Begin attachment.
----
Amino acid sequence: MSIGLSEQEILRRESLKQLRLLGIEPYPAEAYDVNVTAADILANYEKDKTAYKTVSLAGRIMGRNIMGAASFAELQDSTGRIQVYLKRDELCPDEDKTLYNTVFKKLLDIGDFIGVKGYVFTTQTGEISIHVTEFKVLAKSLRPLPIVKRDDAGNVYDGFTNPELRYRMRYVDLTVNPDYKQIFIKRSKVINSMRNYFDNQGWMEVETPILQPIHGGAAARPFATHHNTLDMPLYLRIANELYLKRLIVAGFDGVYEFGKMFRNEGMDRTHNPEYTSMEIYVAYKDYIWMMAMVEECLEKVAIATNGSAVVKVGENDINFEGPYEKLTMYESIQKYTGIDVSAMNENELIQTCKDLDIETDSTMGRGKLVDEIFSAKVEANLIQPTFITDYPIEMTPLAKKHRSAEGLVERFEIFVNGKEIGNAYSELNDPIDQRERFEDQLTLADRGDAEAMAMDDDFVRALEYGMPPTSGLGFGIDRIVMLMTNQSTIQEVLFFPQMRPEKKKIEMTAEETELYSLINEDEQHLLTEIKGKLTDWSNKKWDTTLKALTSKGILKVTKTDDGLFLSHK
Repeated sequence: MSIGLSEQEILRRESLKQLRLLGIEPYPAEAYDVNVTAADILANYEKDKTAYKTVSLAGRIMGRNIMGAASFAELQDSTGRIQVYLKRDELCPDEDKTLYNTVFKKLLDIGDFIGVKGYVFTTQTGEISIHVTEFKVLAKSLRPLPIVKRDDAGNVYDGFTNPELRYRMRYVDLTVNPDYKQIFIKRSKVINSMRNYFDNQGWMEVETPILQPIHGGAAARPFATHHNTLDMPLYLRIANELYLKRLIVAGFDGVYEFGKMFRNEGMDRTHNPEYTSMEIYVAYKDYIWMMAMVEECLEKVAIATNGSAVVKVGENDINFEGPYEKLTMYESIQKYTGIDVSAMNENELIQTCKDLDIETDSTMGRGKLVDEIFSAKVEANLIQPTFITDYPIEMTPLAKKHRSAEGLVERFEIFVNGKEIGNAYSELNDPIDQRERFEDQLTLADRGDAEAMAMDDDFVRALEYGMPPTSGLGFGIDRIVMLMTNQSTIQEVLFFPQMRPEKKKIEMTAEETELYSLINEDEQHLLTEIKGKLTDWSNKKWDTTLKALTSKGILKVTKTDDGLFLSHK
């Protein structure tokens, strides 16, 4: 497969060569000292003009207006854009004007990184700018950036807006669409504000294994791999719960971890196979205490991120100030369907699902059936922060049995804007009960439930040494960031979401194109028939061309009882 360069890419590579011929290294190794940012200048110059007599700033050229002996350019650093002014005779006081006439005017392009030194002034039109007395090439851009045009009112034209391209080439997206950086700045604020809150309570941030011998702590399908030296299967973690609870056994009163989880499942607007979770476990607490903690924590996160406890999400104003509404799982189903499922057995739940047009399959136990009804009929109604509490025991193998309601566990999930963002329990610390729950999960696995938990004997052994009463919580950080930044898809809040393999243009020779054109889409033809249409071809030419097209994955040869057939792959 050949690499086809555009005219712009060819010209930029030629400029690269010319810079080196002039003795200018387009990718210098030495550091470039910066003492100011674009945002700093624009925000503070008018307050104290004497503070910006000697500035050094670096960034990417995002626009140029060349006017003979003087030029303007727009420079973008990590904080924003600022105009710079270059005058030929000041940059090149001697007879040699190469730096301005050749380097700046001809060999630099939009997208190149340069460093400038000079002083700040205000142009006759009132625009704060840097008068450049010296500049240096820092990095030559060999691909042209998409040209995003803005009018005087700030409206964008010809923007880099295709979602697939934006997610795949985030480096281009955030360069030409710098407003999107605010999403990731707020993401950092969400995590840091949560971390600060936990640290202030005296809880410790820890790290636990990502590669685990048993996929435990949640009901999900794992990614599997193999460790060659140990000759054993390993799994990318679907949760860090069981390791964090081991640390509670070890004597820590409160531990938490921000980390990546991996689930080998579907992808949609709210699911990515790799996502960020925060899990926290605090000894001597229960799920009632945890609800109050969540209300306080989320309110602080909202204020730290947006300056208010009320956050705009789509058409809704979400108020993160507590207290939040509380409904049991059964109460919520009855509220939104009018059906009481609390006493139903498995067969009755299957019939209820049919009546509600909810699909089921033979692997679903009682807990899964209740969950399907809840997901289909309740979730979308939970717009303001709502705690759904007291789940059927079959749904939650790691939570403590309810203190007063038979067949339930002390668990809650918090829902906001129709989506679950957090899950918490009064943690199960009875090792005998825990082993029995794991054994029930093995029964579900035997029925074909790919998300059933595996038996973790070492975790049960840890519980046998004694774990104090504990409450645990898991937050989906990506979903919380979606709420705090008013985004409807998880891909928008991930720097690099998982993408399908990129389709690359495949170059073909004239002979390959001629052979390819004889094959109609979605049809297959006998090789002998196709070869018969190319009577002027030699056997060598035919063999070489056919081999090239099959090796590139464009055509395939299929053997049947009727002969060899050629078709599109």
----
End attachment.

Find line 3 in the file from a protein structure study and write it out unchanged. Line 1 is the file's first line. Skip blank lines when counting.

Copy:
């Protein structure tokens, strides 16, 4: 497969060569000292003009207006854009004007990184700018950036807006669409504000294994791999719960971890196979205490991120100030369907699902059936922060049995804007009960439930040494960031979401194109028939061309009882 360069890419590579011929290294190794940012200048110059007599700033050229002996350019650093002014005779006081006439005017392009030194002034039109007395090439851009045009009112034209391209080439997206950086700045604020809150309570941030011998702590399908030296299967973690609870056994009163989880499942607007979770476990607490903690924590996160406890999400104003509404799982189903499922057995739940047009399959136990009804009929109604509490025991193998309601566990999930963002329990610390729950999960696995938990004997052994009463919580950080930044898809809040393999243009020779054109889409033809249409071809030419097209994955040869057939792959 050949690499086809555009005219712009060819010209930029030629400029690269010319810079080196002039003795200018387009990718210098030495550091470039910066003492100011674009945002700093624009925000503070008018307050104290004497503070910006000697500035050094670096960034990417995002626009140029060349006017003979003087030029303007727009420079973008990590904080924003600022105009710079270059005058030929000041940059090149001697007879040699190469730096301005050749380097700046001809060999630099939009997208190149340069460093400038000079002083700040205000142009006759009132625009704060840097008068450049010296500049240096820092990095030559060999691909042209998409040209995003803005009018005087700030409206964008010809923007880099295709979602697939934006997610795949985030480096281009955030360069030409710098407003999107605010999403990731707020993401950092969400995590840091949560971390600060936990640290202030005296809880410790820890790290636990990502590669685990048993996929435990949640009901999900794992990614599997193999460790060659140990000759054993390993799994990318679907949760860090069981390791964090081991640390509670070890004597820590409160531990938490921000980390990546991996689930080998579907992808949609709210699911990515790799996502960020925060899990926290605090000894001597229960799920009632945890609800109050969540209300306080989320309110602080909202204020730290947006300056208010009320956050705009789509058409809704979400108020993160507590207290939040509380409904049991059964109460919520009855509220939104009018059906009481609390006493139903498995067969009755299957019939209820049919009546509600909810699909089921033979692997679903009682807990899964209740969950399907809840997901289909309740979730979308939970717009303001709502705690759904007291789940059927079959749904939650790691939570403590309810203190007063038979067949339930002390668990809650918090829902906001129709989506679950957090899950918490009064943690199960009875090792005998825990082993029995794991054994029930093995029964579900035997029925074909790919998300059933595996038996973790070492975790049960840890519980046998004694774990104090504990409450645990898991937050989906990506979903919380979606709420705090008013985004409807998880891909928008991930720097690099998982993408399908990129389709690359495949170059073909004239002979390959001629052979390819004889094959109609979605049809297959006998090789002998196709070869018969190319009577002027030699056997060598035919063999070489056919081999090239099959090796590139464009055509395939299929053997049947009727002969060899050629078709599109």